Q10 for Bryan: Counting noses

Bryan, in your answer to Q#4, you made the sort of statement every advocate for Charismatic Gifts makes: you really have no idea how to determine how many in your camp are orthodox and how many are unorthodox.  However, it seems to me that all of you also make a basic assumption: of course the people you represent are overwhelmingly orthodox.  That assumption underlies all of the arguments in favor of the continuation of gifts.

How should the Cessationist approach that assumption, given that you have plainly said that there's no way to verify it?

First, understand there's a huge accounting difference between asking us to verify how many in the entire charismatic movement are in healthy practice, as opposed to just asking us to verify how many in our local church or network of churches are in healthy practice. Why is our initial response to that kind of accounting hard to understand? Even you said, "I don't think there's any kind of growing passion or acceptance of continuationism in 'respected scholars and pastors' which is quantifiable." Yet it's obvious the reformed charismatic movement is growing rapidly. And the increasing numbers of those pastors and sheep that you say can't be quantified would be included in the accounting you are asking us to take responsibility for as they seek to practice the gifts in a healthy way.  
Second, it's not an assumption that those we represent locally are in healthy practice, it's observation and experience with our own local congregations, each with their own shepherding strengths and weaknesses. Furthermore, the reality of the continuation of the gifts is not contingent on perfect orthodoxy or practice, so you shouldn't find us arguing for continuation based on our own healthy functioning. The Holy Spirit gave gifts to both the Corinthian church and the Galatian church, each with their own doctrinal and personal problems. The continuation of the manifestations of the Spirit are still distributed according to His will (Hebrews 2:4;I Cor.12:11). He obviously can choose to give and take away, for many reasons which could include unsound teaching that's crept in to the church, but scripture seems to point to Him still giving these gifts of Himself in the midst of abuse and doctrinal issues.        
As far as I know, you'd probably be welcome to go and observe different congregations Frank. I think what you'll find in my circles and many continuationist churches is many people who are coming from the "open but cautious" camp to a position of actually wanting to relate more personally with the Holy Spirit, learn about how God still speaks and heals, and what it means to obey Paul's command (or exhortation if you like) to pursue love and desire the gifts with a pure motive for building up others. Though what you'd find might be immature in development, you'd find congregations that are the least likely to be given over to abuses -- simply because of where they're coming from. However, that being said, your next questions will give me opportunity to go in to more detail about the concerns I've had even in my own congregations who I'd still consider to be healthy.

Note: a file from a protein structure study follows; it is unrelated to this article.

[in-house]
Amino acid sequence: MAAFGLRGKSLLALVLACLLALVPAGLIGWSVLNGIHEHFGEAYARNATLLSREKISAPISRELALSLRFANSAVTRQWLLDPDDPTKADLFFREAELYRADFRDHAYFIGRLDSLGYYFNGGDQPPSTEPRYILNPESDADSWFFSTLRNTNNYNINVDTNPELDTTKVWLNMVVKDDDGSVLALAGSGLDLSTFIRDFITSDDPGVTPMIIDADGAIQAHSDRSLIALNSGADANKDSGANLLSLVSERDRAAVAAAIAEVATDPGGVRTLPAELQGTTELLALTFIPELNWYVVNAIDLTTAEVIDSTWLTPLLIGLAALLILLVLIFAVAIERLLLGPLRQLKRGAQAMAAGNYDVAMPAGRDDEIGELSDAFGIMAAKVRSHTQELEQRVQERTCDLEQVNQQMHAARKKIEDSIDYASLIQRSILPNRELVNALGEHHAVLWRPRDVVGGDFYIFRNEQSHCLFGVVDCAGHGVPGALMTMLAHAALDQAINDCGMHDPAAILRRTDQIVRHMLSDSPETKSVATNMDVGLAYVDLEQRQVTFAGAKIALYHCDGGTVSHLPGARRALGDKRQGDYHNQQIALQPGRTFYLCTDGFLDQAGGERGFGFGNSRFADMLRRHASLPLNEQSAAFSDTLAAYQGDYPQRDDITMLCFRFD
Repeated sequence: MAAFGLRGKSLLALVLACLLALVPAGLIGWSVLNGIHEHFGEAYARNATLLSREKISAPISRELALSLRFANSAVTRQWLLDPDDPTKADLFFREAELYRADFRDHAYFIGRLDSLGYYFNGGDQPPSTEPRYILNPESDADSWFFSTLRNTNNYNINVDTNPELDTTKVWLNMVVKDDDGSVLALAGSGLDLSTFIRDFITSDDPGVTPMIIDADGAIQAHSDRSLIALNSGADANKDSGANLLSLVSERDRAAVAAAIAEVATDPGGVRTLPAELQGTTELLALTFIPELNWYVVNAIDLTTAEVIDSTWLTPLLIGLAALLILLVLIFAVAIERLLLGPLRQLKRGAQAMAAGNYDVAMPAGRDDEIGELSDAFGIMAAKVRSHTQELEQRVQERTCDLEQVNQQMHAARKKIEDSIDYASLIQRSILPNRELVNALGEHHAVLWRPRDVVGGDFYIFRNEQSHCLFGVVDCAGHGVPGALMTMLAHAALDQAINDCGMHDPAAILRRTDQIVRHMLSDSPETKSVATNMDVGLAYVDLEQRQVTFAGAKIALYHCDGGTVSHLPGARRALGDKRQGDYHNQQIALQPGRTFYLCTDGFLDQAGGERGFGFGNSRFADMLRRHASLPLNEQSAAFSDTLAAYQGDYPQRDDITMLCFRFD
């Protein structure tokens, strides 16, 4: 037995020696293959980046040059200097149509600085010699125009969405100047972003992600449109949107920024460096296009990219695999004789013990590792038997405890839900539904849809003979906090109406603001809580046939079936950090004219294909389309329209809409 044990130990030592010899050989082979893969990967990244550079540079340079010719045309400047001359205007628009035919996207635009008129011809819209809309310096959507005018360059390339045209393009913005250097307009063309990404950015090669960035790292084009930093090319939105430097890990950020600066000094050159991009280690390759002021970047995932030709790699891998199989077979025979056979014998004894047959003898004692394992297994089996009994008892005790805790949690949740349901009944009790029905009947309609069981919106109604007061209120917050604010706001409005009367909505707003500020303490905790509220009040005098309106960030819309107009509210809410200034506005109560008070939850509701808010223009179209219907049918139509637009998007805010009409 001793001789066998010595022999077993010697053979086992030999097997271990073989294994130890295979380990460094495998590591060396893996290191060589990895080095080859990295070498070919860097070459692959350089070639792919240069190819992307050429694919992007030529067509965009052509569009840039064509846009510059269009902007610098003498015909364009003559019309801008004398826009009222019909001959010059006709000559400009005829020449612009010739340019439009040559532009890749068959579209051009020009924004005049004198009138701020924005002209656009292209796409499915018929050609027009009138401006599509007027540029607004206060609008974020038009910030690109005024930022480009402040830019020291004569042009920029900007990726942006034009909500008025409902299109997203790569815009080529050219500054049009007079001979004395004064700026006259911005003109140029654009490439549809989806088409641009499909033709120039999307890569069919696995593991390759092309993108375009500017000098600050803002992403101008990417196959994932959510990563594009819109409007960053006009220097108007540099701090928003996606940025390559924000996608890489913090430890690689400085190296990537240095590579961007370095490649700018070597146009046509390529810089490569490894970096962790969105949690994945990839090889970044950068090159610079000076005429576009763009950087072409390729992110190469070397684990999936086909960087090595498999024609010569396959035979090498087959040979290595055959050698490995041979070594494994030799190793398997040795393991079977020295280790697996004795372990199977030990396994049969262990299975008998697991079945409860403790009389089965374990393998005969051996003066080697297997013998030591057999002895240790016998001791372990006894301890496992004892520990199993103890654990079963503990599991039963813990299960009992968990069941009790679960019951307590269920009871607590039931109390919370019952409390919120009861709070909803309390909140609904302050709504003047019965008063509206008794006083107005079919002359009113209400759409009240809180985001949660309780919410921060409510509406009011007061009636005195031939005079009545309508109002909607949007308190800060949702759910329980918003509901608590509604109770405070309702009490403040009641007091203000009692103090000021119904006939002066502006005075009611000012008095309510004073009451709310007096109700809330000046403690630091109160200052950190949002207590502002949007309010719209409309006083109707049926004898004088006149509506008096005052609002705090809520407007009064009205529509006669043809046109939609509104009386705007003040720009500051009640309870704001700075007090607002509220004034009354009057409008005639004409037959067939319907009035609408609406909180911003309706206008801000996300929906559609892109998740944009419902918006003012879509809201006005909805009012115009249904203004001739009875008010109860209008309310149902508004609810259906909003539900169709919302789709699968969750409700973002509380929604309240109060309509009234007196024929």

How should the cessationist approach this "assumption"?
1. Realize it's not an assumption, we've said that it's simply more reasonable for us to say we can verify what's going on in our own congregations not what is happening everywhere. Perhaps also consider the unreasonableness of assuming that if someone decides that they're going to obey Paul's command to pursue love and earnestly desire spiritual gifts, that they simultaneously are signing up to have to defend the entire charismatic movement.
2. Perhaps go and observe for yourself what healthy practice looks like and how that healthy practice is standardized, shepherded, and enforced in local continuationist congregations. Realize that more corporate standardization and pleas for a more global charismatic reformation have been issued by charismatic leaders. 
Though I haven't read it, you made me aware of Lee Grady's book which looks to be something that conservative continuationists and others in my circles should consider, since he's experienced more of the extremes, as has Craig Keener, whose response to Strange Fire may be very helpful for you and those readers who want more answers to abuses and the worst sides of the charismatic movement that it appears I'm inadequate to deal with in a more helpful way. I think this book, as well as others, should be an encouragement to cessationists that many of the issues raised by Strange Fire are being addressed and called to reformation on a large scale.
3. Consider exploring and taking more seriously why it is that you feel more called or convicted to patrol and control spiritual gifts (or to command someone patrol spiritual gifts) than you do to obey the command to covet earnestly and pursue spiritual gifts.  

J.P. Moreland's book Kingdom Triangle and his support of Lee Grady's book on charismatic reformation should release that pressure valve by realizing that there are those who are policing our camp with convincing scholarship. Now, Frank and other cessationists, why not sincerely listen to what J.P. Moreland and others have to say to the cessationist camp and start exploring your end more honestly?